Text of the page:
W. Bruce Lincoln Book Prize

2021 Citation Recipient


Pey-yi Chu

The W. Bruce Lincoln Book Prize, established in 2004 and sponsored by Mary Lincoln, is awarded annually for an author’s first published monograph or scholarly synthesis that is of exceptional merit and lasting significance for the understanding of Russia’s past, published in the previous year.

Co-Winner: Pey-yi Chu
Title: The Life of Permafrost: A History of Frozen Earth in Russian and Soviet Science (University of Toronto Press).

In The Life of Permafrost, Pey-yi Chu constructs a dialectical metaphor of life stages to narrate the history of permafrost. This book expertly and clearly explicates a deep and sustained tension in whether permafrost is best defined as a physical substance/structure or as part of a systems approach (something that occurs in a zone in which particular conditions are met). Chu skillfully traces the scientific, personal, institutional, and political conflicts that shaped the scientific controversy over permafrost from its first scientific, albeit ambiguous, description in an 1843 treatise by Karl Ernst von Baer, to the decision, by Soviet and American scientists engaged in international cooperation during the 1950s, to avoid unresolved scientific questions and continue to refer to this phenomenon as vechnaia merzlota or permafrost, despite the weaknesses of this term (it is neither frost nor permanent). Ultimately, Chu’s analysis shows that the sustained controversies were not merely a historical consequence of Baer’s nomenclature, nor merely a question of semantics, nor contingencies of politics, personalities, or ideological dictates, although all of the above contributed to the unresolved problems in the scientific discourse. The Life of Permafrost presents a model for how historians can connect historical research to relevant contemporary issues. Analyzing permafrost turns out to depend on a range of critical yet typically tacit assumptions on matters such as “what one understands the purpose of science to be’ and ‘how one regards the human life span as a reference point in the naming of Nature’s phenomena.” Further, this creative history evokes reflection about nuance. Even academics, prone to fetishize nuance, recognize that to teach and to communicate always requires some element of simplification and essentialization. The troubled history of permafrost gives pause without offering up pat answers to the question of what amount of nuance is appropriate under which circumstances.

Co-Winner: Greg Afinogenov
Title: Spies and Scholars: Chinese Secrets and Imperial Russia’s Quest for World Power (Harvard University Press).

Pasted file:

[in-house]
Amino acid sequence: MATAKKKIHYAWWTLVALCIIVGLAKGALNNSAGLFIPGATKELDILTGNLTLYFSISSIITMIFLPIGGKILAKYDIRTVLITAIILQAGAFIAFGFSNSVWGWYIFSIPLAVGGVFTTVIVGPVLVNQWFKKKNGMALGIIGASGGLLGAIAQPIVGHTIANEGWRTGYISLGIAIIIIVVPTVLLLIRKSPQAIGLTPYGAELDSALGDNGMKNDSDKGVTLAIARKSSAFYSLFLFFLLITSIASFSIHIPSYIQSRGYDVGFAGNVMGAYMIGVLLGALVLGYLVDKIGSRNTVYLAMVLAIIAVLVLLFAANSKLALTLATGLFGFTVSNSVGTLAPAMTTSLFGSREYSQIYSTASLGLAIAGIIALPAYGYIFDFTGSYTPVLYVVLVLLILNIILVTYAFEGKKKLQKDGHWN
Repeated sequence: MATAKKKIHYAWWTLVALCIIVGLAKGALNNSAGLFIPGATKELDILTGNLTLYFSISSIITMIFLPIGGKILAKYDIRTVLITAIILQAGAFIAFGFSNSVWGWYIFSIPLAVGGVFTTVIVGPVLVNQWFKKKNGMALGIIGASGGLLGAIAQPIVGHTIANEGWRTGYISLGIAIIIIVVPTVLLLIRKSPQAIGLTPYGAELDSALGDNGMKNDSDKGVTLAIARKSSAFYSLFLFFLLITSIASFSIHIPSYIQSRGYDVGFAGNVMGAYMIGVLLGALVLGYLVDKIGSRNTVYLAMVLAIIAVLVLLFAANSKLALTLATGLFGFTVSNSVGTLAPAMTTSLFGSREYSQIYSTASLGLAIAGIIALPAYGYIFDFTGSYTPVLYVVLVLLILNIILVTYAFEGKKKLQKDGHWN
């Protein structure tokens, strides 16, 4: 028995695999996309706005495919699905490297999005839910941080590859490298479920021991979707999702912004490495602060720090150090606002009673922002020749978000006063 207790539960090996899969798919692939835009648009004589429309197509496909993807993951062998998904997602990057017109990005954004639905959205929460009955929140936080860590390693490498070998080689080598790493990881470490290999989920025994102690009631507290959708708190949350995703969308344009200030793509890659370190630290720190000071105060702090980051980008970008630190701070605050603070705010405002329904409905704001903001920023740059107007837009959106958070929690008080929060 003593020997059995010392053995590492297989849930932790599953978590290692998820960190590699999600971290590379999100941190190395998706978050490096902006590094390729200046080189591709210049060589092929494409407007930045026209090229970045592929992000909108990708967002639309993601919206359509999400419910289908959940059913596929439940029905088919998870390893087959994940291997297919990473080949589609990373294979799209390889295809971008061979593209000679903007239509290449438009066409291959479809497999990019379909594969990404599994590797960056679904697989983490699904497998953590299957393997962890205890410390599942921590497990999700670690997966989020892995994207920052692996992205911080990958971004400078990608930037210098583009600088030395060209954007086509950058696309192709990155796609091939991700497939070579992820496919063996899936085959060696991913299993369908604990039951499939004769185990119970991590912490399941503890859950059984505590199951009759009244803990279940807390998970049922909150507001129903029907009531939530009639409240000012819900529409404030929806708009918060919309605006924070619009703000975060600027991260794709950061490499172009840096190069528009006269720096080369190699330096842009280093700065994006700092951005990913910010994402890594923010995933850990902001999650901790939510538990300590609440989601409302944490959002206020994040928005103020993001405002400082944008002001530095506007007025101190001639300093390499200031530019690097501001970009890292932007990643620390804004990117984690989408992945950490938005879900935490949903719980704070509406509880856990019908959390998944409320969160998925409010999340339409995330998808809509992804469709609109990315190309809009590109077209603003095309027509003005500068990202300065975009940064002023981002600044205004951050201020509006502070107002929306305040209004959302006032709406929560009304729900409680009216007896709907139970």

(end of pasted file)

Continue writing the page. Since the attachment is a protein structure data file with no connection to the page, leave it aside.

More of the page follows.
In this erudite history, Greg Afinogenov traces the history of Russo-China relations from the seventeenth century to the annexation of the Amur region by Russia in the mid-nineteenth century through the lens of knowledge production. In a borderland region where Russia’s military means to project power was quite limited, intelligence about the environment and the Chinese speakers who inhabited it assumed a special significance. Using the conceptual framework of “knowledge regime,” which highlights the contingency of network theory while accounting for the role of state institutions, Afinogenov guides us through a rich ecosystem of knowledge production in which some intelligence was promoted while other secrets died on the vine. Alongside the intelligence reports that diplomats transmitted and the hybrid texts produced by seventeenth-century “authors,” Afinogenov shows us how institutions such as the Russian Ecclesiastical Mission and private economic entrepreneurs generated knowledge that often reflected their own agendas and priorities. By retracing the careers of lowly clerks, students, priests, diplomats, nobles, military men, spies, and grifters through various institutions, Spies and Scholars demonstrates that the creation of knowledge occurred within a variety of social hierarchies and institutions. Personalities and institutional logics are often in tension in this history that charts the ultimate ascendancy of academic over bureaucratic knowledge. Afinogenov effectively remaps our understanding of intelligence (produced by bureaucratic institutions of state) and knowledge (which came to reside in academic institutions) in a compellingly conceptualized, crisply narrated history that ought to join a list of seminal works on empire in the Russian context. His simultaneous command of small details, local events and the global context of geopolitical competition make it a rewarding read and impressive scholarly achievement.